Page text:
July 20th, 2013
The Tigers continue to scout teams for potential bullpen help, including potential closer options, but they continue to be impressed with the way Joaquin Benoit has handled the job.
Benoit has opened some eyes with the way he has taken over the role, though he says he has never been told he’s the set closer. On the flip side, however, he sought to clarify a report that he told the Tigers in Spring Training that he didn’t want to close.
That tidbit was tucked in a report from CBSSports.com’s Danny Knobler that the Tigers have scouts this weekend watching the Marlins, Brewers, Padres, Mariners and Astros.
Benoit said Saturday the Tigers never asked him if he wanted to close. Any discussion, he said, centered on what his focus was in the spring. With the Tigers seemingly set on giving rookie Bruce Rondon the first chance to take the job, Benoit said he wasn’t thinking about winning the job.
“That was his show,” Benoit said of Rondon said. “They got Rondon. They wanted him to be the closer. After that, they never said anything about me or anybody else. …
“That’s the goal of everybody, to be in the position where everybody’s going to recognize you. If you ask anybody in the bullpen if they want to be the closer for the team, most of the answers are going to be yes, that they want to be [closing].”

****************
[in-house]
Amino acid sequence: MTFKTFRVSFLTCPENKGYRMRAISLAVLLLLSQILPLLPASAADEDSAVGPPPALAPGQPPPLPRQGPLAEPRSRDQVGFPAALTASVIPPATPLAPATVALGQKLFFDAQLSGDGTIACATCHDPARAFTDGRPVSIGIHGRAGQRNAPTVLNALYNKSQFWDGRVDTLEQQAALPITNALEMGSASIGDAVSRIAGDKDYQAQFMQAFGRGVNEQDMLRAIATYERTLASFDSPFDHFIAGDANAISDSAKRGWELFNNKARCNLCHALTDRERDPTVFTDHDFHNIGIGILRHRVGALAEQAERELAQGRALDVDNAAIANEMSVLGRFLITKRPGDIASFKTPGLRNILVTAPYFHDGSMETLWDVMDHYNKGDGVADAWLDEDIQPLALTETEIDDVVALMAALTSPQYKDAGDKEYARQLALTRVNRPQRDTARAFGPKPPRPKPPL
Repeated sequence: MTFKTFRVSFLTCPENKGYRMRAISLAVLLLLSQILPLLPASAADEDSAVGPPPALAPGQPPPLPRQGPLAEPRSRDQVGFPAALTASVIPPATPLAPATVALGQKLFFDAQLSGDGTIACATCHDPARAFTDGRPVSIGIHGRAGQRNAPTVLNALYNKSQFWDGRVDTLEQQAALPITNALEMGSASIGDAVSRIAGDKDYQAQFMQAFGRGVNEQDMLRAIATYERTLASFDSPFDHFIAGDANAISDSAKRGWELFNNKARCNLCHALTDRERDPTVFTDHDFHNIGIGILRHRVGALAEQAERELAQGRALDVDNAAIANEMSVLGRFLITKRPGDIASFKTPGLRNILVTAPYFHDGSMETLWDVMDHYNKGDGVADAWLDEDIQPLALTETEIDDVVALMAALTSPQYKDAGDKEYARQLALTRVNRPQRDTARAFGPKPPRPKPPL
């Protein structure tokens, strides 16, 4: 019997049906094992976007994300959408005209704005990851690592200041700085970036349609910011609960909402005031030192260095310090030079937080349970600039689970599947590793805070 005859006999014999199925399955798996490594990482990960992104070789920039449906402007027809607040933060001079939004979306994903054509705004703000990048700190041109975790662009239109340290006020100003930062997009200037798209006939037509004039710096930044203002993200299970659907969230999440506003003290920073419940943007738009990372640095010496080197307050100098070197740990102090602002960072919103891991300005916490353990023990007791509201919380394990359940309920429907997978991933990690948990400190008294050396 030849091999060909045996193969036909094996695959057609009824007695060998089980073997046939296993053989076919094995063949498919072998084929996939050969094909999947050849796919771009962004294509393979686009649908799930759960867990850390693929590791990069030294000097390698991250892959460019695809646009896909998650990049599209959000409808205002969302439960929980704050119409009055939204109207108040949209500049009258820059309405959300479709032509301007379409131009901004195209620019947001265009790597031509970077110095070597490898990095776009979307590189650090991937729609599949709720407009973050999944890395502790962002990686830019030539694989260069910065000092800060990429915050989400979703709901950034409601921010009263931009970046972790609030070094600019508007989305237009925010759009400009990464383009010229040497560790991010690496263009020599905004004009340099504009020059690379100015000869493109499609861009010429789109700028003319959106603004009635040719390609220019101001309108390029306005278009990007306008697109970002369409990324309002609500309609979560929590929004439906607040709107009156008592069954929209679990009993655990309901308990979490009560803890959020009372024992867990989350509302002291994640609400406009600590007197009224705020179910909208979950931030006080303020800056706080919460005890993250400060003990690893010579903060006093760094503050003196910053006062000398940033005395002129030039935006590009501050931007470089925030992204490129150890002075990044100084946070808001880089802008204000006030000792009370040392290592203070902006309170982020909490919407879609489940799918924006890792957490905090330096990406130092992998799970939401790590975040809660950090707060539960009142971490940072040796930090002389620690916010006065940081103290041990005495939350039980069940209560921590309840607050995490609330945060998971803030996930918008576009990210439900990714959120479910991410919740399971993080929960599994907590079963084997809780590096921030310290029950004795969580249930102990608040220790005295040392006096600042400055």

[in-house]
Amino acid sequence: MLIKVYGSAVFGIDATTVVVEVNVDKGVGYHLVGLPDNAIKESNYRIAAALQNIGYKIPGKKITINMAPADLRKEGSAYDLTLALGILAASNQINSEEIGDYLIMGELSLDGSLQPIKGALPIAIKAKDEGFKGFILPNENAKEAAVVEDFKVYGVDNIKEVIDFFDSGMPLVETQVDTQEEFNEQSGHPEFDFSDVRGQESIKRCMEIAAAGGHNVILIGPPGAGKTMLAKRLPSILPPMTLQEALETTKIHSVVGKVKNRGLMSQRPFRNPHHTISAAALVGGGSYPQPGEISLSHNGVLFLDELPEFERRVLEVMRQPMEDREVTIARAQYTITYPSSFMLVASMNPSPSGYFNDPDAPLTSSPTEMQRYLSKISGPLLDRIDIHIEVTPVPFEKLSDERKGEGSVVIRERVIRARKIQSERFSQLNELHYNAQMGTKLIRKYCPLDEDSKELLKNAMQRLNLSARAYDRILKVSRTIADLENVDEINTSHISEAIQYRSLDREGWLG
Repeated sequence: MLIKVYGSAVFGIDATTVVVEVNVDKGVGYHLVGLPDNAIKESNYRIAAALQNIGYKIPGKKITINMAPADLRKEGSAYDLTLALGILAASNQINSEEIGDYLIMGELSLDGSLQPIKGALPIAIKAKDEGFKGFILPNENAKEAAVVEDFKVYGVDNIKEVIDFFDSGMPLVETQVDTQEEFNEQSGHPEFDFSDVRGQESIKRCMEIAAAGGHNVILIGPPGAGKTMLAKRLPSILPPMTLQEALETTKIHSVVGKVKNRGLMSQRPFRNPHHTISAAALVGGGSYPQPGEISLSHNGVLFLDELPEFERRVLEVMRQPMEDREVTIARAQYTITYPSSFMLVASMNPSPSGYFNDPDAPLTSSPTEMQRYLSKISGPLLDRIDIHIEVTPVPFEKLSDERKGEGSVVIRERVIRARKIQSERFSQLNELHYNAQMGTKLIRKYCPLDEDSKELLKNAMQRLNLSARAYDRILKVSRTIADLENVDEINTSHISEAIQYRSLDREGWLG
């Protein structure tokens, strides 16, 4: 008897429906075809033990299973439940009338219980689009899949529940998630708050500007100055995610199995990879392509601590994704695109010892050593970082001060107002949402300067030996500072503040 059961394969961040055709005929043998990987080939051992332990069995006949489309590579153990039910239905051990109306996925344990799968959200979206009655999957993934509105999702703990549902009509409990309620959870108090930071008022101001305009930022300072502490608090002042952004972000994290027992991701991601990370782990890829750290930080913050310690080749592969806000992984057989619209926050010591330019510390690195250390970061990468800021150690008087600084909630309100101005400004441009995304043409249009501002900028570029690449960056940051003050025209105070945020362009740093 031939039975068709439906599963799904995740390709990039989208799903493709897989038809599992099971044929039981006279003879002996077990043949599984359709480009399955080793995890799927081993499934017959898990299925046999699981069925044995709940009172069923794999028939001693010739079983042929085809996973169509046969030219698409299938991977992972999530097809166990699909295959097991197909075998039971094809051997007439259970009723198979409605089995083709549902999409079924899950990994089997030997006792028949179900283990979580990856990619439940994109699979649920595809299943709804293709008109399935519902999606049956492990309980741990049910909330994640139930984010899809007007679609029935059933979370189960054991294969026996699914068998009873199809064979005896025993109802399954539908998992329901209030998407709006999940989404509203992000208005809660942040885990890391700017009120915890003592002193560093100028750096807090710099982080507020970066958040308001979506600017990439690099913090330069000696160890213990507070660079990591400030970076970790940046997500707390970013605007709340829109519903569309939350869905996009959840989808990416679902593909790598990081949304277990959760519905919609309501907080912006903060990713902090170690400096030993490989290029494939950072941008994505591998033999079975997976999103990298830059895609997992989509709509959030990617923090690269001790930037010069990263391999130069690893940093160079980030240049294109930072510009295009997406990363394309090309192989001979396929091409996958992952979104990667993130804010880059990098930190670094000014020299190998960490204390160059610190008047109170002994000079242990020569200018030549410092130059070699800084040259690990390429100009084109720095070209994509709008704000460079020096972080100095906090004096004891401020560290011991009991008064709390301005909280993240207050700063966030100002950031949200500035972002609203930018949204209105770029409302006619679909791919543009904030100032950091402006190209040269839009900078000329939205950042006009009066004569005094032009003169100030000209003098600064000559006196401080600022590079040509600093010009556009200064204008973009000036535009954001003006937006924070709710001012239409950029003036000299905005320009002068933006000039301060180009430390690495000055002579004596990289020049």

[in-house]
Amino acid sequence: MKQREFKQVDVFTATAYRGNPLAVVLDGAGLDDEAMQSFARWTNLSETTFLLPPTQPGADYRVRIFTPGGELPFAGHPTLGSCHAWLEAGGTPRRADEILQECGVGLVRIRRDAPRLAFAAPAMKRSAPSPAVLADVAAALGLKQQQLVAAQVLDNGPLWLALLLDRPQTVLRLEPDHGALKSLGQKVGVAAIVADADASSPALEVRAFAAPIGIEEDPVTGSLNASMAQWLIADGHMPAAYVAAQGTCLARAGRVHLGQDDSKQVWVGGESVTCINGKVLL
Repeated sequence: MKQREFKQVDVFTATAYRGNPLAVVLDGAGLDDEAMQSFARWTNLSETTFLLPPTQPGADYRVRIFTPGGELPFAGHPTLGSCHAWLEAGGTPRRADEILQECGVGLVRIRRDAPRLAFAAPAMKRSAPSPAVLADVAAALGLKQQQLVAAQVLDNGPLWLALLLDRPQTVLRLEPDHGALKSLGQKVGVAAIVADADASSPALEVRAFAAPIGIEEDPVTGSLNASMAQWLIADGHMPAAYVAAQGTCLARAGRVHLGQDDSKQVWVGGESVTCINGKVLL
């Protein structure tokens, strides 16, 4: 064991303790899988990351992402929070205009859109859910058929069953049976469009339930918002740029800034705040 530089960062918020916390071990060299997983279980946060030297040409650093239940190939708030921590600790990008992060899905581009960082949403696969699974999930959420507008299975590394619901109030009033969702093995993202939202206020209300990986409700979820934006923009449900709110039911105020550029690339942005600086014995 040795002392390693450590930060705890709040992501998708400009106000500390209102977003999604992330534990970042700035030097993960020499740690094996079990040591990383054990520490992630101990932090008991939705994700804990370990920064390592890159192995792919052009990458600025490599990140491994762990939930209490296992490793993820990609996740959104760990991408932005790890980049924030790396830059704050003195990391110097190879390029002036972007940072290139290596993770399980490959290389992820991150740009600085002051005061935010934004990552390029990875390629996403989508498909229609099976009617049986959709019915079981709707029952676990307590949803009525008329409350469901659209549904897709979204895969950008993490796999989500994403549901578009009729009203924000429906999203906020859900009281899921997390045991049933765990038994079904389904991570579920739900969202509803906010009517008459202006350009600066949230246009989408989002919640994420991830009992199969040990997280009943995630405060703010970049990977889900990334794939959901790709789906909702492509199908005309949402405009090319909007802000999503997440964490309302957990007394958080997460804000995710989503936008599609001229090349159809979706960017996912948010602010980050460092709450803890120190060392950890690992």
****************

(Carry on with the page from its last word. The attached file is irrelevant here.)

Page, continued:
That includes Benoit.
“Yes,” he said. “My position is that if you have a set role, I’m not going to jump in there and say, ‘Because I can do that, I want to do it.’ I mean, I know I can, but it’s not that I’m going to jump in there and say, ‘Take him out and I’m going to jump in.'”
In other words, Benoit wasn’t going to upset the apple cart and demand to close, and he still isn’t.
The only public remarks Benoit made about the closer’s job in Spring Training was that he felt it was better for the team to have a set closer rather than a bullpen by committee. Whoever the set closer was going to be, he said, was the team’s decision.
“I don’t care who’s going to be closing,” Benoit said. “As long as we have somebody that says this guy’s going to close the games, it’s going to be better for us because of the balance in the bullpen. It’s not going to make anybody anxious thinking, ‘OK, who’s going to close today?’ It makes it easier on everybody. Everybody can prepare for whatever situation you’re going to get into.”
He would like to have the closer’s role, and he thinks he can do it. Other than some minor differences, he doesn’t see much difference from his old role.
“What’s different? It’s probably good, it’s probably bad,” Benoit said. “On the road, I don’t know how many times I’m going to pitch. I don’t know how many times I’m going to warm up. Because in extra innings, I may have to be up in every inning. But [the pitching] is not different. If you can pitch in the eighth, I think you can pitch the ninth.”
One change that has taken place is that Benoit no longer loosens up in the fifth or sixth inning, a ritual he had for the first half of the season. He wants to save his throws and his arm to be ready to pitch four days or more in a row if need be.